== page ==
We probably understand that it’s not a good think for us to be carousing and drunk on the Day of Judgment. But not to have “cares of this life” is impossible. Who is not concerned and at times worried about events of life that leave us apparently helpless and with no power to change the past, present or future? Does that mean that no one–even believers in Jesus–who have cares about this life will be saved?
However, from a L&G point of view, the problem for those on Judgment Day is not simply that they may be carousing, drunk or worried about life. The problem is that because of these things “your hearts be weighed down.” What does that mean? It means that they are not taken to the LORD in prayer. You do not look to Him for help. There is no repentance. In other words, you are in a state of unbelief.
Jesus also was weighed down with those who deserted Him; with those who denied Him; with those who put Him to death. However, even His call from hell, “My God, My God, why have You forsaken Me?” revealed a faith in His Father that we would do well to imitate. Yes, we are beset by the world, our flesh and the devil. However, whether that translates into occasions of carousing, drunkenness and even cares of this life, we always have a Friend to whom we can turn in full assurance that our sins are forgiven, that we are dressed in the robe of righteousness and that no care of this life will come upon us to destroy us as we trust in Jesus as LORD and Savior.
Yes,we walk not by sight but by faith in the promises of the Gospel connected to the death and resurrection of Jesus. For those promises are many that He will never leave us nor forsake us; that all things will work to our good; that never will a temptation come upon us beyond God’s control as we turn to Him for help. Indeed on the Day of Judgment every believer will be a sinner deserving nothing but temporal and eternal punishment. But we have a God Who will not give us what we deserve but instead furnish us with His gracious attitude of the forgiveness of sins and robe of righteousness. In Jesus, we are prepared for that Day of Judgment!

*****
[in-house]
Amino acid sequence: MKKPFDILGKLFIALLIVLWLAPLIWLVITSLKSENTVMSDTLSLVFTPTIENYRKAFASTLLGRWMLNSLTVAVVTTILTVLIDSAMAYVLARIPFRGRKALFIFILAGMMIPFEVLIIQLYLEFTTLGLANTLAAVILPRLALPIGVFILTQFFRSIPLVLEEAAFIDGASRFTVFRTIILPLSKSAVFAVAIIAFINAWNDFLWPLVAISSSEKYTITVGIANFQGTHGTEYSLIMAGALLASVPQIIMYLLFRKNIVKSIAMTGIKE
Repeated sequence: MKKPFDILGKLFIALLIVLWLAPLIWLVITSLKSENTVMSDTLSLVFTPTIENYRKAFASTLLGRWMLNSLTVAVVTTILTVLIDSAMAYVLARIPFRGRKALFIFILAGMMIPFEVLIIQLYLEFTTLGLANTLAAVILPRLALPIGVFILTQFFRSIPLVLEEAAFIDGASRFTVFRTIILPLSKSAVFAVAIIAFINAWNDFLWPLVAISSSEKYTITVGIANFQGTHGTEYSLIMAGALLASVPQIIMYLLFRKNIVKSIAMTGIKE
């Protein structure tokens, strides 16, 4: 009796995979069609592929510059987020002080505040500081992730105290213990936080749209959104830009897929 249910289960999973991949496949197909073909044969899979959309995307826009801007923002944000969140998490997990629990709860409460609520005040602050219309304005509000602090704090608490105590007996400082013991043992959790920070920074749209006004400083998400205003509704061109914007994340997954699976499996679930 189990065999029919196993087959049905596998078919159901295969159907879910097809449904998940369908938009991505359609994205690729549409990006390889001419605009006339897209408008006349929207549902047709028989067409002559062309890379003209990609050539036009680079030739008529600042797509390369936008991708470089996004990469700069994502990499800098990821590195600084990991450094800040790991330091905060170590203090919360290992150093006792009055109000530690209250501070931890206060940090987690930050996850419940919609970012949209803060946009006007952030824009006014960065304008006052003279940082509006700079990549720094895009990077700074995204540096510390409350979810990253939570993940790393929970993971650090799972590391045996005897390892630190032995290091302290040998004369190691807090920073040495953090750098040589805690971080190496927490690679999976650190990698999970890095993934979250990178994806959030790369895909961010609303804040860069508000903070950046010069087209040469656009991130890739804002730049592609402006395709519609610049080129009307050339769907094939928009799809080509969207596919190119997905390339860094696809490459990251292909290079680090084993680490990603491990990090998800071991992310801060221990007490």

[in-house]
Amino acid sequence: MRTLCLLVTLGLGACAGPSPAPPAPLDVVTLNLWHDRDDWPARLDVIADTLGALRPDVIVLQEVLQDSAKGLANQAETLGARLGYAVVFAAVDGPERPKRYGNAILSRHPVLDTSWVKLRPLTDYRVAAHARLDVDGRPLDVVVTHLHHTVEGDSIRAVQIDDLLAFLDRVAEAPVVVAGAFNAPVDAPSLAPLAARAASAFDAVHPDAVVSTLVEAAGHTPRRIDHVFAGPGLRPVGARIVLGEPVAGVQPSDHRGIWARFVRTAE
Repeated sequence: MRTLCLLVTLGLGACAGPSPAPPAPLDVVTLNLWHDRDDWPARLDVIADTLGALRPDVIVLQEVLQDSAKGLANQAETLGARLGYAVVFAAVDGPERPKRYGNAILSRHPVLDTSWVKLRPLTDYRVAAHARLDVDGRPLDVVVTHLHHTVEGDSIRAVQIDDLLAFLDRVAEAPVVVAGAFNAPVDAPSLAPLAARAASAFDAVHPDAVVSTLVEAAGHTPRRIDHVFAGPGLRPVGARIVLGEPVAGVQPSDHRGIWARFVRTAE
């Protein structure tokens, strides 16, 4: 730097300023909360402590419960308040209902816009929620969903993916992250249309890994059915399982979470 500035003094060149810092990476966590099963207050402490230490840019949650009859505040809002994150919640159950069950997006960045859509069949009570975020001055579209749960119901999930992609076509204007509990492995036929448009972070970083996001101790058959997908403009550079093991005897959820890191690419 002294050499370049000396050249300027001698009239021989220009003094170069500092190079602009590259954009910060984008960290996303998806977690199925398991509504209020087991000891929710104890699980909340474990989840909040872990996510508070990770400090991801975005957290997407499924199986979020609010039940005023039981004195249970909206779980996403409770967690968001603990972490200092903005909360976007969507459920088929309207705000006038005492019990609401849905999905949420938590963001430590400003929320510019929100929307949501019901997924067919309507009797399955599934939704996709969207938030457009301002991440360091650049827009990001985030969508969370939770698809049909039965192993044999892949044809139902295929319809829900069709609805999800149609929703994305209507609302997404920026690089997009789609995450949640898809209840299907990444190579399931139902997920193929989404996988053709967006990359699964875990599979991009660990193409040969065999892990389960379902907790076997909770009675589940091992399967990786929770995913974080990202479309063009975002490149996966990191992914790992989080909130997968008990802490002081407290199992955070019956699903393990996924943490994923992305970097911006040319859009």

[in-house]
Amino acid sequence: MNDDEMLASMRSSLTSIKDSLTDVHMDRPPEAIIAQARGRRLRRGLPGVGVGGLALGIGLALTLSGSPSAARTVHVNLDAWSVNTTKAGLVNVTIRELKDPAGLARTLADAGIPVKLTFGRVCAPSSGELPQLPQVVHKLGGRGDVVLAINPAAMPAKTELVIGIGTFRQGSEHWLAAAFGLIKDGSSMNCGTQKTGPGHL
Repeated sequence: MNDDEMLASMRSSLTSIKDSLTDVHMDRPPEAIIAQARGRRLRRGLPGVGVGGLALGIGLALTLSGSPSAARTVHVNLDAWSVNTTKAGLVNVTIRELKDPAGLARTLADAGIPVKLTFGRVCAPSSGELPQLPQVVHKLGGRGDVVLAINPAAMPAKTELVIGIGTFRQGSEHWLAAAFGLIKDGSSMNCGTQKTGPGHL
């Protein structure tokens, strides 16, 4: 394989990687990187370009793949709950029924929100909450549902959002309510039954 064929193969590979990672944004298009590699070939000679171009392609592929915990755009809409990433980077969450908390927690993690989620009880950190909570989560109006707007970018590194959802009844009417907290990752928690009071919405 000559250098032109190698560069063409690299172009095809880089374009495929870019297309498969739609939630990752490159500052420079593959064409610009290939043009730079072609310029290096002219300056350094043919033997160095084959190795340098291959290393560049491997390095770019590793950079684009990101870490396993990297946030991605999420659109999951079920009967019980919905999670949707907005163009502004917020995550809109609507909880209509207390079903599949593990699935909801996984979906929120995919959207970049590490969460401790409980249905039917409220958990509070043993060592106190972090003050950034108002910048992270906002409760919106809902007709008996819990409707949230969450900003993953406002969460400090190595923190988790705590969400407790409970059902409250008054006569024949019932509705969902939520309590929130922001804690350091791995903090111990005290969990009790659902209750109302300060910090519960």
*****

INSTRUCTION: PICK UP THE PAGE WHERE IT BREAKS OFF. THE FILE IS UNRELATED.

November 3, 2010 By Tom Baker
For All Saints Day the three readings are Revelation 7:2-17; 1 John 3:1-3 and Matthew 5:1-12. Chosen as the basis of the sermon is Matthew 5:3, “Blessed are the poor in spirit, for theirs is the kingdom of heaven.”
Christianity doesn’t sound very user friendly what with blessings provided to the “poor in spirit…those who mourn” and “those who are persecuted.” Once more we meet a God that doesn’t make worldly sense. We fall back on that principle, “If you want to know how God thinks, think common sensically and then reverse it!” Of course, there are those who conclude that the poor in wealth are being meant rather than the poor in spirit. Just what does it mean to be poor in spirit?
From a L&G point of view, God considers all unbelievers as poor in spirit in the sense that they have nothing to give to God to offset His wrath. While that might appear at first hearing to be a negative, in reality it is a positive. For the task of the preacher is to get members of the congregation to begin to think like God rather than their normal ungodly way of thinking on the part of their old Adam. The positive is not just that even believers are poor in spirit but that they recognize and confess their condition before God. It’s called repentance.